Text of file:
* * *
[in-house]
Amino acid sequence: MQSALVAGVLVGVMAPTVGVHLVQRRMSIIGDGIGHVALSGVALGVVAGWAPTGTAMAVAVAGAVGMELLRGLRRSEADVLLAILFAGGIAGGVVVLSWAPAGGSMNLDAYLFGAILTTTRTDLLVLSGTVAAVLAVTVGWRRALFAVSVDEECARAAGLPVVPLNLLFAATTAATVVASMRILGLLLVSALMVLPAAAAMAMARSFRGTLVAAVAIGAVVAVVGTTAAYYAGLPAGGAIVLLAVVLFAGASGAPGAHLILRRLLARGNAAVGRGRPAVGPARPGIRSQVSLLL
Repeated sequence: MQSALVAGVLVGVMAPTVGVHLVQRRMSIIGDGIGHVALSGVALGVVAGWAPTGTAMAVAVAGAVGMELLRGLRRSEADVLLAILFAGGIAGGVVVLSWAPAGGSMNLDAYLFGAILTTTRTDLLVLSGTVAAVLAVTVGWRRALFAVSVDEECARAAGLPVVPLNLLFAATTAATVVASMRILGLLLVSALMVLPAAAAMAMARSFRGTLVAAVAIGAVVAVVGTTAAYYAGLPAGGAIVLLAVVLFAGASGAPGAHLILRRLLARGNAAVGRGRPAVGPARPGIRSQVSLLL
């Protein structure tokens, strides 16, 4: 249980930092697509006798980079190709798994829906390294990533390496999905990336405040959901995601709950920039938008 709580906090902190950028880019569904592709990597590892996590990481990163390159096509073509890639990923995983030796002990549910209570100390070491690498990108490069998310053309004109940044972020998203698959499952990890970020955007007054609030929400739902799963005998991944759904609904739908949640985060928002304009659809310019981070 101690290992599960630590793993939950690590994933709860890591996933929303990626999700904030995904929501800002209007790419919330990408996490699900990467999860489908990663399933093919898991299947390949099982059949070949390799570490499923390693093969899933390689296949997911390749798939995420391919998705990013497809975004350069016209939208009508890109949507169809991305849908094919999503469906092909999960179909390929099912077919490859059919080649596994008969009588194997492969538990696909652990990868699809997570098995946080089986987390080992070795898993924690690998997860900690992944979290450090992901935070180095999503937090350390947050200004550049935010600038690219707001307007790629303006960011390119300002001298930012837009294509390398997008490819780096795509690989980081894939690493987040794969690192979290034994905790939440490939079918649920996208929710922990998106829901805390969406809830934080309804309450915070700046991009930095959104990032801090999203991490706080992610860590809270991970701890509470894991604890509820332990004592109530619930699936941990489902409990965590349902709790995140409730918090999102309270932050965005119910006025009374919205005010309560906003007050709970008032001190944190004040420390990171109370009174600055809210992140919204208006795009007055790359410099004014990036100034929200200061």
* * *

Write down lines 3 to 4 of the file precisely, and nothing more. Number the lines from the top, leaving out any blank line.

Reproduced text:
Repeated sequence: MQSALVAGVLVGVMAPTVGVHLVQRRMSIIGDGIGHVALSGVALGVVAGWAPTGTAMAVAVAGAVGMELLRGLRRSEADVLLAILFAGGIAGGVVVLSWAPAGGSMNLDAYLFGAILTTTRTDLLVLSGTVAAVLAVTVGWRRALFAVSVDEECARAAGLPVVPLNLLFAATTAATVVASMRILGLLLVSALMVLPAAAAMAMARSFRGTLVAAVAIGAVVAVVGTTAAYYAGLPAGGAIVLLAVVLFAGASGAPGAHLILRRLLARGNAAVGRGRPAVGPARPGIRSQVSLLL
């Protein structure tokens, strides 16, 4: 249980930092697509006798980079190709798994829906390294990533390496999905990336405040959901995601709950920039938008 709580906090902190950028880019569904592709990597590892996590990481990163390159096509073509890639990923995983030796002990549910209570100390070491690498990108490069998310053309004109940044972020998203698959499952990890970020955007007054609030929400739902799963005998991944759904609904739908949640985060928002304009659809310019981070 101690290992599960630590793993939950690590994933709860890591996933929303990626999700904030995904929501800002209007790419919330990408996490699900990467999860489908990663399933093919898991299947390949099982059949070949390799570490499923390693093969899933390689296949997911390749798939995420391919998705990013497809975004350069016209939208009508890109949507169809991305849908094919999503469906092909999960179909390929099912077919490859059919080649596994008969009588194997492969538990696909652990990868699809997570098995946080089986987390080992070795898993924690690998997860900690992944979290450090992901935070180095999503937090350390947050200004550049935010600038690219707001307007790629303006960011390119300002001298930012837009294509390398997008490819780096795509690989980081894939690493987040794969690192979290034994905790939440490939079918649920996208929710922990998106829901805390969406809830934080309804309450915070700046991009930095959104990032801090999203991490706080992610860590809270991970701890509470894991604890509820332990004592109530619930699936941990489902409990965590349902709790995140409730918090999102309270932050965005119910006025009374919205005010309560906003007050709970008032001190944190004040420390990171109370009174600055809210992140919204208006795009007055790359410099004014990036100034929200200061």